This may surprise the entire bachata dance community, but Rufino and I had been planning to meet for over a year now. How the idea started was pretty much a mutual respect between two individuals that truly are passionate about bachata. Carlos is pretty dogmatic about the way Dominicans dance bachata, and I am a proponent in preserving what's original, authentic and traditional yet very much open to fusion, innovation and creativity.
Carlos and I go way back. I mean we have been debating bachata dancing since 2010! Most of those debates were pretty heated and some times calling each other names (when you are passionate on something you believe in, certain uncontrolled comments becomes the norm during a heated debate.) And it wasn't just my youtube videos he criticized, he probably called out almost all "bachata teachers" in the world dancing "the wrong bachata."
After a year of going back and forth with Rufino, I decided to invite him at one of my festivals so we can meet in person and that I could actually see him in action with his style of bachata. He declined. A year later, I offered another special invitation to visit my festival. Again, he declined.
In 2010, before Carlos, I've already embarked myself, out of curiosity, about authentic bachata and how they actually dance it in DR, or how Dominicans actually dance it. I began to study the culture, even going further to study merengue, it's music, its musicians, its culture. I've co-organized the 1st bachata festival in DR, which gave me a lot of time and opportunity to interview and exchange training philosophy about bachata with the "powers-that-be" in Santo Domingo, La Vega, San Cristobal, just to name a few. As a result, I posted a video of the "stationary steps" in bachata. Of all my dance videos, Rufino finally commented something positive. It was then that I knew, that Carlos isn't a "troll" that just loves to blast people for fun but actually would call it like it is with no sugar coating.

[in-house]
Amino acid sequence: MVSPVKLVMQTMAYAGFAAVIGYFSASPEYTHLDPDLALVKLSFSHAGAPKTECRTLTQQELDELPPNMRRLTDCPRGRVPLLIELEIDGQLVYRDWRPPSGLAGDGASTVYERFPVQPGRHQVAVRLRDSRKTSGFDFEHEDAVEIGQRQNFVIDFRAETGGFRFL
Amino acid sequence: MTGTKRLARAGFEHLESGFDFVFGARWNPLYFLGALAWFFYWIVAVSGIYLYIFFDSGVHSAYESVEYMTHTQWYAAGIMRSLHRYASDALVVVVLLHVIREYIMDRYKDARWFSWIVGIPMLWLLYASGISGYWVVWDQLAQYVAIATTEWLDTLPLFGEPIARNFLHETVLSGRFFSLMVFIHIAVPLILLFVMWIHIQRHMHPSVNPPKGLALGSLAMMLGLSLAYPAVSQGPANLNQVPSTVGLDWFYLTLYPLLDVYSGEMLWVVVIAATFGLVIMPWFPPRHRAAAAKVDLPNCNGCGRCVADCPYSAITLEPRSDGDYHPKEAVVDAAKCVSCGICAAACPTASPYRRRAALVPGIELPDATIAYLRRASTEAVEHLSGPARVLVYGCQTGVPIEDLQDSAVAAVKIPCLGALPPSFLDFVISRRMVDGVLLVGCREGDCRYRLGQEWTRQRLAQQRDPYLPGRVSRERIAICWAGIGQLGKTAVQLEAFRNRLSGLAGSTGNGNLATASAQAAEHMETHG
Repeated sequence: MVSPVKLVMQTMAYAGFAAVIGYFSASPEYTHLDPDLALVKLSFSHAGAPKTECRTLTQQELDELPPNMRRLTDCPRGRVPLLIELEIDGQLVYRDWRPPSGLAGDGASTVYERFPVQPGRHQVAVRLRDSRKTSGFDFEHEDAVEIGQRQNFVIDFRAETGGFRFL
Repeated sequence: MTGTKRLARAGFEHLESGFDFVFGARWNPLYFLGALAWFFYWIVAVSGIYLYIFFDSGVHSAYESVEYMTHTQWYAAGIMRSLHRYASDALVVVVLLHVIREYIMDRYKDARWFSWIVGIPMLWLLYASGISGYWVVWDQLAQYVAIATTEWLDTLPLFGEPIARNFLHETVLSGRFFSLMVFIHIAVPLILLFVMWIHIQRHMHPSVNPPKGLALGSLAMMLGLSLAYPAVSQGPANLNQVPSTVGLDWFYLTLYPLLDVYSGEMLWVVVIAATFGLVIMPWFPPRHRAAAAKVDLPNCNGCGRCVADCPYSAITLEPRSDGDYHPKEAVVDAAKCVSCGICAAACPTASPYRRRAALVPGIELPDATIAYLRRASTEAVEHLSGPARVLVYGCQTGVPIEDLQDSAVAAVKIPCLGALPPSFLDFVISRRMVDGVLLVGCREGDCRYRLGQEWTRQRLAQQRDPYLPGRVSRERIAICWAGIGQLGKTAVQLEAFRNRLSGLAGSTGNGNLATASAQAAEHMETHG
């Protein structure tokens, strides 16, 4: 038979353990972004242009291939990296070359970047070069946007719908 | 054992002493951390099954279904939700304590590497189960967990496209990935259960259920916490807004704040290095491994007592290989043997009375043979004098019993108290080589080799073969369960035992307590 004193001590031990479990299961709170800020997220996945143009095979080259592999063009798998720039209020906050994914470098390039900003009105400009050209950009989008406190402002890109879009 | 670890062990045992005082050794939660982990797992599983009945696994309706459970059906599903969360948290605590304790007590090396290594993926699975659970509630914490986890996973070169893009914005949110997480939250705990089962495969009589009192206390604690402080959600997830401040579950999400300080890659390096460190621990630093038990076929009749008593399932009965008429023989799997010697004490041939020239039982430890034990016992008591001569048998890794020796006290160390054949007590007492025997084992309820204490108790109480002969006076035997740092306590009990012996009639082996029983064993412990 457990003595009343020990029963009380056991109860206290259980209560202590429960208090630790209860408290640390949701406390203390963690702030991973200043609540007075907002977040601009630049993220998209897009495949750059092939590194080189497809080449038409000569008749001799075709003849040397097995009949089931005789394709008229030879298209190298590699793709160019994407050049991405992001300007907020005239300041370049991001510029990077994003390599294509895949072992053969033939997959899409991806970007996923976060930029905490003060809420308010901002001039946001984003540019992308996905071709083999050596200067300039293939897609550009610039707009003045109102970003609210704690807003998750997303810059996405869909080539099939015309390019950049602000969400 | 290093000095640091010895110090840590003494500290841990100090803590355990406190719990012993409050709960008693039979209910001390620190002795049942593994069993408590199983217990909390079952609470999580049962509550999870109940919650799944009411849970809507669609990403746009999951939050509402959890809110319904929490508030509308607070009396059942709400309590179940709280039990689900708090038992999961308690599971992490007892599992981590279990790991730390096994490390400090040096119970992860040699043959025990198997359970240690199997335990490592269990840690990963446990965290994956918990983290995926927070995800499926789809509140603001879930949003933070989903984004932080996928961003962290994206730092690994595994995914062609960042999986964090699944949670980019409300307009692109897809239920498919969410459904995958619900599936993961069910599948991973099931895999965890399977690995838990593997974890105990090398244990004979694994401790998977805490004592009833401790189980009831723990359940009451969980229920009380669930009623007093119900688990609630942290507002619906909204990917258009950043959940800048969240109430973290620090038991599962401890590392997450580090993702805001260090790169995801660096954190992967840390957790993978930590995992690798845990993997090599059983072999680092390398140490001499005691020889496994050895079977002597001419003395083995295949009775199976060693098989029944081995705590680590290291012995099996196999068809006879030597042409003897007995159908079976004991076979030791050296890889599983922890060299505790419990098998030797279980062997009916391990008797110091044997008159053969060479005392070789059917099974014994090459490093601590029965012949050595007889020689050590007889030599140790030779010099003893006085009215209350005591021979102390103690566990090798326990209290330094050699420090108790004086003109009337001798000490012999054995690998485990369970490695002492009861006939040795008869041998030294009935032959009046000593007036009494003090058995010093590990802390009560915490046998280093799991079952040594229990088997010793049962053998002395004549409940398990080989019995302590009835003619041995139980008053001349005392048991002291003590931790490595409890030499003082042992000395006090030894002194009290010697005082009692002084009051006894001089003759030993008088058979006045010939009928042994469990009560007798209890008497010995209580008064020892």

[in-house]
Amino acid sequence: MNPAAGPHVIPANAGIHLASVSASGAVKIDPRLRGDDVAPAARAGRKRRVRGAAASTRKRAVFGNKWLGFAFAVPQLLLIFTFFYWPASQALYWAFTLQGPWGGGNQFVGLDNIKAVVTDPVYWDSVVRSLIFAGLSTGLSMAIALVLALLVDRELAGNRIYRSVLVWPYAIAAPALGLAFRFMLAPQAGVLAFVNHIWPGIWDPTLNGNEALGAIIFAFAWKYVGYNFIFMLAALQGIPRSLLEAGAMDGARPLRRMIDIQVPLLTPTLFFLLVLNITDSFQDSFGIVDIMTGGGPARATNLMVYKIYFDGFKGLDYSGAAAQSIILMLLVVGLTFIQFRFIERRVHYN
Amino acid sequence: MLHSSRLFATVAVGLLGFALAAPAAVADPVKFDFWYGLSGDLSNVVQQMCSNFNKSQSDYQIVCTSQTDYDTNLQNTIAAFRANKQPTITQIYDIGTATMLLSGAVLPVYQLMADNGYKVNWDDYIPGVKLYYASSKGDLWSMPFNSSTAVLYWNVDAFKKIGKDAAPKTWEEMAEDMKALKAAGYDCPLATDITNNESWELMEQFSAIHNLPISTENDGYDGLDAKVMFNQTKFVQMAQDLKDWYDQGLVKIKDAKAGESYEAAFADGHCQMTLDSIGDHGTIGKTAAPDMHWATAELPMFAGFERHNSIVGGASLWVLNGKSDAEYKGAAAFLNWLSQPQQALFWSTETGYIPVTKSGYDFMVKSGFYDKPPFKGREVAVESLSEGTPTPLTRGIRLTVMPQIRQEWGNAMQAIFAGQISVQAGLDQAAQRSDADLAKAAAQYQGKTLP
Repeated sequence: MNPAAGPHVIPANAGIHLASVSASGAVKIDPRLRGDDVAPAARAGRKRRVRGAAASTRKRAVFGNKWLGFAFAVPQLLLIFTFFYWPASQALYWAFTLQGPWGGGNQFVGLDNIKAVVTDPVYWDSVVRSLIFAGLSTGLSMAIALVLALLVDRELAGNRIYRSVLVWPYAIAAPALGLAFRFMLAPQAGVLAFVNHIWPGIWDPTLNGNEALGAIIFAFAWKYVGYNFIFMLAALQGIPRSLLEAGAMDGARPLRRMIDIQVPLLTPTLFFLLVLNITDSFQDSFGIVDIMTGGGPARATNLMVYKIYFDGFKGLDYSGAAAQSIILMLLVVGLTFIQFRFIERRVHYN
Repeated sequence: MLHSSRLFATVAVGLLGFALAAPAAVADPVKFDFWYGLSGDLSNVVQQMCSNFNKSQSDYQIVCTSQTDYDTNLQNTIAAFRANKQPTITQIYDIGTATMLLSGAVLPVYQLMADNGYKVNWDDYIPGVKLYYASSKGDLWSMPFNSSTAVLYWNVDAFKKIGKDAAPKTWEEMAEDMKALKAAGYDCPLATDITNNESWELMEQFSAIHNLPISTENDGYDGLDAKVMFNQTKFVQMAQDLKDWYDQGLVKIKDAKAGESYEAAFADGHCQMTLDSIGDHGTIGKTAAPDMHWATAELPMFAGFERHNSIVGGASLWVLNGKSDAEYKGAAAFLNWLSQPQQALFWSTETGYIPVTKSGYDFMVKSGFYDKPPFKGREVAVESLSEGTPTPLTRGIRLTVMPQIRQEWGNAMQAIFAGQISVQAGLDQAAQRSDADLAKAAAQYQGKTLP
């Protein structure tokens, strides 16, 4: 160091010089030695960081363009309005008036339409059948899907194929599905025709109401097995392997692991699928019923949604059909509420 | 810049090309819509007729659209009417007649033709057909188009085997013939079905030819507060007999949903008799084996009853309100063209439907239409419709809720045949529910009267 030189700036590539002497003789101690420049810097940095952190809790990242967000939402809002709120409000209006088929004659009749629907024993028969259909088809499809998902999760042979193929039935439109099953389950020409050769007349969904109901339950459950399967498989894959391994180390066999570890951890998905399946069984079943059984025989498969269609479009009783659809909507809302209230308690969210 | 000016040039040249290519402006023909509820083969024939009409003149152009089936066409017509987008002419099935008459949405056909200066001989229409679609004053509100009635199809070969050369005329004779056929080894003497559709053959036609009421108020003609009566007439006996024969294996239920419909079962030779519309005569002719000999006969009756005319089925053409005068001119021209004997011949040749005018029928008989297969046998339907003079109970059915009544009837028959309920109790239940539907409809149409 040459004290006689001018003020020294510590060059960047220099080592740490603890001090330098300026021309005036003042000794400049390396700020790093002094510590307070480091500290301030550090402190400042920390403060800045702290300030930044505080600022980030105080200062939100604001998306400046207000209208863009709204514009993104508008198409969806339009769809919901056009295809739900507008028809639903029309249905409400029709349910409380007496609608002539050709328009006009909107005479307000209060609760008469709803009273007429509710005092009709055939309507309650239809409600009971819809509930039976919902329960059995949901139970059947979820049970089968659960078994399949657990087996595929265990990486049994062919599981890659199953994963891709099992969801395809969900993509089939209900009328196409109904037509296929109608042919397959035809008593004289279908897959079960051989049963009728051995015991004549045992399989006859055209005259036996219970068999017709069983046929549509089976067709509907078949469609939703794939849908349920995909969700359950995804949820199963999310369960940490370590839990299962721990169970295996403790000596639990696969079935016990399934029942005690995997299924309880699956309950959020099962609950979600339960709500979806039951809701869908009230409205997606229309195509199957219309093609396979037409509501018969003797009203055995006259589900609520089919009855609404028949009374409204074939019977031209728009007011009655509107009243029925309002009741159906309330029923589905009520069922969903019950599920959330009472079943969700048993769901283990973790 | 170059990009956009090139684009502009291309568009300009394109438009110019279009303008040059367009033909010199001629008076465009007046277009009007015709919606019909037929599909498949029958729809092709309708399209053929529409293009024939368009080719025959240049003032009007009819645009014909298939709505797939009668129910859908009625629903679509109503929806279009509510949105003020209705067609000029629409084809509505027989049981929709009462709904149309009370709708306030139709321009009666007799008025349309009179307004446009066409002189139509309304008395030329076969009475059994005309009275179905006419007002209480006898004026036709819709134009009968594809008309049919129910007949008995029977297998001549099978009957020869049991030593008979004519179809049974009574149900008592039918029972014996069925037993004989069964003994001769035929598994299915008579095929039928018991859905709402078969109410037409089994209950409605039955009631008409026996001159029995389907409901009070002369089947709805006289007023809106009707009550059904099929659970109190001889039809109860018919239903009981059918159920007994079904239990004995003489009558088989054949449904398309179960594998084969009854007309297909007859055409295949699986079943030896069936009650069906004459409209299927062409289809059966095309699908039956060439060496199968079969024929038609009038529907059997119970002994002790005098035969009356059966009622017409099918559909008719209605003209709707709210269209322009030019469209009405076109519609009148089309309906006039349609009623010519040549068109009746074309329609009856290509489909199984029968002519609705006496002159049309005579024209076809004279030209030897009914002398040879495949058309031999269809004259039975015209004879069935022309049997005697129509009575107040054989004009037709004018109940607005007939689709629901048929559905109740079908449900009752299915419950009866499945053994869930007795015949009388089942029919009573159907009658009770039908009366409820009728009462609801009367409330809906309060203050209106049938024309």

On 2014, Carlos offered to meet with me in NYC in December. It was supposed to be a time of hanging out, bootcamp and even club hopping. I bought my flight, but was unable to go in the end due to a conflict of a local event. But on September 2015, it finally happened...
Last Labor Day weekend, Carlos picked me up in my hotel and took me to a dance studio. He wanted to show me his philosophy and approach to dancing and teaching bachata. There are several out there that are actually very critical of "bachata teachers", but in my experience, they are all talk and this action doesn't match their so-called expertise. Carlos Rufino doesn't belong in that category in my book as I later found out after the studio session.
Carlos was prepared. His materials and props were all ready. I sat down to watch him explain and demonstrate his bachata doctrine. He laid out a chart of steps; a flow chart with point by point break down of bachata steps, musicality, creativity and structure. I was thinking to myself, "Ok, this isn't new. I already know this and teach it on my classes. But wait a minute, he is showing me what how he would be teaching it."